Richard: One of the comments in the Slashdot thread said that backwards compatibility "is pretty important to Microsoft, which is why they are still using their older rendering engine instead of replacing it with something better. They can't make big changes because they are afraid they'll break things."
Is that basically the situation, that you can't create a new rendering engine because it'll break previous IE browser versions?
Chris: I don't actually think it's true that we can't create a new rendering engine. There are a couple of responses I'd make to that. One is that although it certainly "The rendering [of Trident] and the layout is something that we'll continue to iterate on." has a set of bugs in it as well, there are a lot of things that our rendering engine does quite well. In fact does extremely well. One thing that the Trident engine that underlies Internet Explorer has had for many releases is editing support. A number of products have been built on top of this editing support in the past and it's quite a strong piece of our underlying infrastructure. The rendering itself, and the layout itself, is something that we'll continue to iterate on. And it's possible that we'll replace it with a different engine even, at that level, although that's not replacing the entire dynamic HTML engine - it's replacing just a piece of it. The hard part is that the baseline for what you need to support for that rendering engine is actually quite large. It's clear just from how long it took the Mozilla guys to build up their Gecko engine - that wasn't something that they did in a year or two years. I think it took them 5 years before they actually did a first release of the Gecko engine in the key Web browsers. It's one of the things that dragged out the Netscape 4 adoption for a long time.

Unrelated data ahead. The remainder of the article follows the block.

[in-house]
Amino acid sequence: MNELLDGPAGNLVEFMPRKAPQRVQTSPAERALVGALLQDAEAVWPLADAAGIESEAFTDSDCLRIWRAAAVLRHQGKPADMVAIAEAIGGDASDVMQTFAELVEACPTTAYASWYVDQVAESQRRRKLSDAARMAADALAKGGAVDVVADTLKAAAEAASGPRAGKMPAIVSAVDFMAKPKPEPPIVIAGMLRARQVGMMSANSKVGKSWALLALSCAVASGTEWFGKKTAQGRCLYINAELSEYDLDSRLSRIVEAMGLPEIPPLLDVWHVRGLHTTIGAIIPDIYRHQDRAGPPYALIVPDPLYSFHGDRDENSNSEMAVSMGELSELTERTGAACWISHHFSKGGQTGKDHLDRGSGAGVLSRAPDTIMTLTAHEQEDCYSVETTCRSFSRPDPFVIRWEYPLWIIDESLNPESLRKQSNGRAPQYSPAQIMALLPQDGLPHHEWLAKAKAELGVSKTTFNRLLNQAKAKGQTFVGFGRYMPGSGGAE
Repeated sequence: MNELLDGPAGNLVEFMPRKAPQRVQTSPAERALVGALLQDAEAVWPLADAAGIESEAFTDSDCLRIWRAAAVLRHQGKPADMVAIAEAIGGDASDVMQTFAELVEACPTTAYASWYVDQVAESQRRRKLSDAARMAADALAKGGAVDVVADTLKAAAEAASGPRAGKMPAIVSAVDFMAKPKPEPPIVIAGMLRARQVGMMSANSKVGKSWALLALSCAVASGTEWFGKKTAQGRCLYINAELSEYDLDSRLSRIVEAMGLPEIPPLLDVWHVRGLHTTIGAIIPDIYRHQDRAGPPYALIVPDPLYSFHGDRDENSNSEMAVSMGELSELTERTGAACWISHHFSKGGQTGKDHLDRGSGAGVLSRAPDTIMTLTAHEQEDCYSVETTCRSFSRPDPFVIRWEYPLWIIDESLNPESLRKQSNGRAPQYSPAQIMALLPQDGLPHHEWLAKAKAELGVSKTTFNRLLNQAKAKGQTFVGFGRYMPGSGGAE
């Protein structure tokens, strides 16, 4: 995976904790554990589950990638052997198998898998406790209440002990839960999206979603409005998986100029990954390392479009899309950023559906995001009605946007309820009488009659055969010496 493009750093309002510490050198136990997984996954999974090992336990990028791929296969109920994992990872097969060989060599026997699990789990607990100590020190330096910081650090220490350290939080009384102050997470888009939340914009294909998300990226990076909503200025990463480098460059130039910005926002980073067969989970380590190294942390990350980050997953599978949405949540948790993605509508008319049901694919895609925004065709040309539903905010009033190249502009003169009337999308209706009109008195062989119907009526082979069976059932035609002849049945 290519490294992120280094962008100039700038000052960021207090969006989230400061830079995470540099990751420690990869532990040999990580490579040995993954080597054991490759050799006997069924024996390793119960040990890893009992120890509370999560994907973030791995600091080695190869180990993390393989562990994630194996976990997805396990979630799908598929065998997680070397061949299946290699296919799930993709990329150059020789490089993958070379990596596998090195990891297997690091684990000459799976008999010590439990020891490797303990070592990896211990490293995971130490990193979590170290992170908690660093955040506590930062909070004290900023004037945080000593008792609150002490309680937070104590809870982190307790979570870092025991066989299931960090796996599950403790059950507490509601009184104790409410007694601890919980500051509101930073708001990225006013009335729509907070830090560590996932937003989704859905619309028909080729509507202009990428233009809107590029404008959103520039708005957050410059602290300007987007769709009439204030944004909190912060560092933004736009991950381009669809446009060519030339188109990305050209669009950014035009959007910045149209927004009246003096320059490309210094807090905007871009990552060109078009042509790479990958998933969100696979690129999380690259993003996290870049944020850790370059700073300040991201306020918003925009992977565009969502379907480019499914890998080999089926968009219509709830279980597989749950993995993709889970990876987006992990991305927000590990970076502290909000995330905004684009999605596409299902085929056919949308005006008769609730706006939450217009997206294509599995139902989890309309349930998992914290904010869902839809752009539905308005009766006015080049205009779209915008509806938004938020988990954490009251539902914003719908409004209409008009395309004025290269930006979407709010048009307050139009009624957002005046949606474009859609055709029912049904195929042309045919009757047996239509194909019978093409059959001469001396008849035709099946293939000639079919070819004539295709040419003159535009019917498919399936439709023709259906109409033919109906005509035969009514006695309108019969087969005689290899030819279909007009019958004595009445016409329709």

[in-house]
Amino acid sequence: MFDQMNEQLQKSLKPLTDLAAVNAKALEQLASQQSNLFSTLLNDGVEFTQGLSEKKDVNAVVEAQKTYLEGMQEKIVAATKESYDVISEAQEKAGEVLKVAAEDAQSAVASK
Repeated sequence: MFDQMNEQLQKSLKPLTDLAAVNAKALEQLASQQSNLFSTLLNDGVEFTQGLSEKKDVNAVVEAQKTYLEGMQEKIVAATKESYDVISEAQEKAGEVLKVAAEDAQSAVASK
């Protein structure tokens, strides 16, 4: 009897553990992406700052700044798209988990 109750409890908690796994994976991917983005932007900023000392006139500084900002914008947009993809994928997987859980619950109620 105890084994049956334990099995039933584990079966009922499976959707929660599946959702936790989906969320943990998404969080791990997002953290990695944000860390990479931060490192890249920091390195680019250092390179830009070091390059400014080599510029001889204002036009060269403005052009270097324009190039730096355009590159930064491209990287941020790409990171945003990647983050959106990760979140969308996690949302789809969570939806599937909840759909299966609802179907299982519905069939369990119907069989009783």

Richard: To clarify then, you're saying that with IE7 you're hoping to support as many of the CSS Web standards as possible, while also having that backwards compatibility. That's your vision for IE7, to definitely support Web standards?
Chris: Absolutely, in IE7 we really are trying to "In IE7 we really are trying to support Web standards. Even at the expense of more backwards compatibility..." support Web standards. Even really at the expense of more backwards compatibility than we've ever done in the past. But backwards compatibility is still pretty critical for us, because of our user base. One of the things that we've been doing for some time now has been approaching a lot of the web development community and in particular site authors directly even, and saying: we found that there's a problem with your web site when you use IE7, and it's because of a standards improvement that we've done - here are the details of it. Also here's a set of tools that you can go and analyze your site with and figure out what sort of CSS hacks, and that sort of thing, you're using to work around IE6 problems from before. And then you'll know how to fix them to work with IE7 and its better standards compliance.
That wraps up the interview in terms of CSS and standards compliance. I also discussed with Chris the future of IE and browsers in general, similar to my interview with Flock's Geoffrey Arone, but I'll post that another time.